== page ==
Saturday, February 1, 2014

What's the fabric for those popular "Muslin Swaddling Blankets"? Not Muslin in the US!

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As my own friends are starting to have babies and I've been browsing gift ideas, I keep coming across the same thing over and over again: a gauze swaddling blanket, like those made popular by Aden+Anais. Unfortunately, Aden+Anais calls their blankets "muslin swaddling blankets," confusing a country full of DIYers who desperately want to make their own creations.

Why do they call their fabric muslin, when it's not at all what we call muslin in the US? Well, apparently muslin means two very different things in the United States and in other countries, and the founder of Aden+Anais is from Australia. 

What Europeans call MUSLIN, Americans call GAUZE. What Americans call GAUZE, Europeans call CHEESECLOTH. What Americans call MUSLIN, Europeans call CALICO. Not surprisingly, "Muslin (American English)" redirects to Calico on Wikipedia. However, what we call Calico in the US is a different beast entirely! 

Here's some clarification to help you make your fabric selection for your own "muslin swaddling blankets" or other sewing projects that require a fabric by one of these names!
United States - "bubble gauze" or "crinkle cotton" or "gauze"   
UK/New Zealand/Australia - "muslin"
This fabric is fairly soft, very thin, and wrinkly. You see it most often in flowy skirts or in the oh so popular swaddling blankets. It comes in a variety of colors and sometimes prints.
United States - "muslin"   
Elsewhere - "calico"
This fabric is scratchy and firm but inexpensive. It usually comes in white or off-white. It's most often used to make practice garments for pattern fitting ("make a muslin"), for a distressed/rustic look, or for utility purposes.

United States - "calico" or "printed quilting fabric"
Elsewhere - no special name
This fabric is very stiff, generally used for quilting. It does not flow well, and it's also not very strong. Technically, calico in the US has a floral print, but I think any quilting fabric with a small repeating print can fall into the calico category.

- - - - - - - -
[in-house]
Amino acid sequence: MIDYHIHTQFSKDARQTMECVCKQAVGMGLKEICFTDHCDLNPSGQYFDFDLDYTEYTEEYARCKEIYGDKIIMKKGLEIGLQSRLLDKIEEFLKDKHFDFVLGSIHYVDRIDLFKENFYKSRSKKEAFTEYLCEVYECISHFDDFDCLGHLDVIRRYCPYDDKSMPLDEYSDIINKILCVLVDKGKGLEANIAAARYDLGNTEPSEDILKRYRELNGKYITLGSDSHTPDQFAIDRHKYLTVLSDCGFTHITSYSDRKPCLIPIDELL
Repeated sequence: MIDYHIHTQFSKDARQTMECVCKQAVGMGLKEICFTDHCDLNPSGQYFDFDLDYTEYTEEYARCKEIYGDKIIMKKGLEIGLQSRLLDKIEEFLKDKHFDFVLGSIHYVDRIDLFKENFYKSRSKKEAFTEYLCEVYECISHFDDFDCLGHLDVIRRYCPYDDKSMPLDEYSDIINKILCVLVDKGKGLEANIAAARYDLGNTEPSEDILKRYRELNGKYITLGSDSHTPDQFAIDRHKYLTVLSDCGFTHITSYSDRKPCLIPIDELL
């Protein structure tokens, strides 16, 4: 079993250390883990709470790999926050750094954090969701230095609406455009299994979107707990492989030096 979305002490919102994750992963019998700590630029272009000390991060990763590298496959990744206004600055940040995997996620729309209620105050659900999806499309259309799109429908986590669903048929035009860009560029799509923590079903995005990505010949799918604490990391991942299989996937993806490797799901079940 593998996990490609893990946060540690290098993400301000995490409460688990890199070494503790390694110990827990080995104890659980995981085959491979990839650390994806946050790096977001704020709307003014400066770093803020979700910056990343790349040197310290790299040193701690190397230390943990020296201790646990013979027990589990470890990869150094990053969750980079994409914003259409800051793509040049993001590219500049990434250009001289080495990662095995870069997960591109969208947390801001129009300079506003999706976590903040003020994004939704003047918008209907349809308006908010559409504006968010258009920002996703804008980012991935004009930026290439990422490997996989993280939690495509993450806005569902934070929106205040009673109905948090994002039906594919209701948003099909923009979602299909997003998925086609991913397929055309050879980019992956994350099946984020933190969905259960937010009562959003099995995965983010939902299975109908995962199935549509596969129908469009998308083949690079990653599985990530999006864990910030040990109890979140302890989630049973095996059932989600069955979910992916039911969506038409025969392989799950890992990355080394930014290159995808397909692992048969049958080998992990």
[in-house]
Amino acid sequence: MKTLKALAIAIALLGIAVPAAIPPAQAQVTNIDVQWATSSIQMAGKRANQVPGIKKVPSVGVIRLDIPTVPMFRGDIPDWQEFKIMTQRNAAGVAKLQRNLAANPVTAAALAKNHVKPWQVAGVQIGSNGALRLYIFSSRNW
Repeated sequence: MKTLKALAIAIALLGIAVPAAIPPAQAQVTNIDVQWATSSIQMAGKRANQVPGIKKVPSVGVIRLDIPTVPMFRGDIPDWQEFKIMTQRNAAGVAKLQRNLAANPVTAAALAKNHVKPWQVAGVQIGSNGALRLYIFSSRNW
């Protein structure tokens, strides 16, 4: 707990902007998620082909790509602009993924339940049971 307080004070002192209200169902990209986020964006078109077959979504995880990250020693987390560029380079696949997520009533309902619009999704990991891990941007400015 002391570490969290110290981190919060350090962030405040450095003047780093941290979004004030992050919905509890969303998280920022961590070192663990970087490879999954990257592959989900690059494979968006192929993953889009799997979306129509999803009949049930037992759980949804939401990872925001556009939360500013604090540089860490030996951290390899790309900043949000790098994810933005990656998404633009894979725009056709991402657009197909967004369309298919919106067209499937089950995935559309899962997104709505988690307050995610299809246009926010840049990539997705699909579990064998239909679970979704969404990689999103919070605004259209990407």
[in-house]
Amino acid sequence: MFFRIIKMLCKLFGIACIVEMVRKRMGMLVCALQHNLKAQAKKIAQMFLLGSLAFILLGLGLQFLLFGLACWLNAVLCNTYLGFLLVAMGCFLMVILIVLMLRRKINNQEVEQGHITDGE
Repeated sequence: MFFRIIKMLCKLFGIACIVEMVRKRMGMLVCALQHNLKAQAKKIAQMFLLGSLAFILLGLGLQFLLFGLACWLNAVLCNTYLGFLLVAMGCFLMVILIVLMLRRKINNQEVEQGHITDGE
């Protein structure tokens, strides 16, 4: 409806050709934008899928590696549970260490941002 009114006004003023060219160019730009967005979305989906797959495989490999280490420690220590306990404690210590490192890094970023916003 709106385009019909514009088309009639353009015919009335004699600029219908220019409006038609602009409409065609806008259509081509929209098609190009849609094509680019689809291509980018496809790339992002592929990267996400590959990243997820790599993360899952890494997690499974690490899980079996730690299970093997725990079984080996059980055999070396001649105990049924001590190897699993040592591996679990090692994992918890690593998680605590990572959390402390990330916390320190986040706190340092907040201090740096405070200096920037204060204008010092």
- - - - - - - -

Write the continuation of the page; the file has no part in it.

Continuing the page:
United States - "cheesecloth" 
Elsewhere - "gauze"
This fabric is not really used in apparel or much sewing at all. Instead, it's used in the kitchen or for cleaning.
So, you want to make your own swaddling blankets? Or anything else out of that desirable fabric? If you're in the US, you want to order "bubble gauze" or "crinkle cotton," sometimes listed as simply "gauze." If you order muslin, you'll be sorely disappointed. If you're in Europe, though, then muslin is what you want!

If you're in the US, here are some sources: sells gauze - click here for their selection. I've used it for my own clothing. It starts off a little scratchy, but a few washes (especially with fabric softener - I use unscented/free of dyes fabric softener) will soften it right up. I've made a blouse with this fabric that pre-dates the blog. I'll do a retroactive post on it soon! I also made a dress a LONG time ago.

Michael Levine also sells "cotton gauze - crinkle cotton" - click here for their selection. I haven't purchased fabric from them before, so I can't speak to the quality. I did get a few swatches, and it seems good.

Joann Fabrics sells gauze as well - click here for their selection. I've heard that they rarely have a large color selection in store, but they have more colors online, and you can always dye white gauze to the color of your choice!


  1. THANK YOU, good lord this was making me insane. I was about to just go to the dollar store for some cheesecloth and I imagine that would have had interesting results.

  2. oh thank-you! been looking desperately for 'gauze' in the UK.. thought it seemed like our muslin- phew!!!

  3. Perfect! Just what I needed! Thank you for your detailed information!

  4. Thank you so much!! I'm in America and was asking for Muslin but the girls kept pointing me to this scratchy stuff. Now I know I need bubble gauze!! You're a life saver!! Thank you so much :)

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  6. THANK YOU!!! I've been trying to figure this out. Turns out I'm a Euro-American mix so far as vocabulary goes.

  7. Oh Em Gee! I've been in the sewing world for about a year now and I had NO IDEA muslin meant calico in the US! This has made the term "make a muslin" make so much more sense! I'm from NZ and living in the UK and I could never for the life of me work out why people would want to make a test garment in muslin/gauze! Now I don't feel like an weirdo anymore when I go to make my test garments in calico.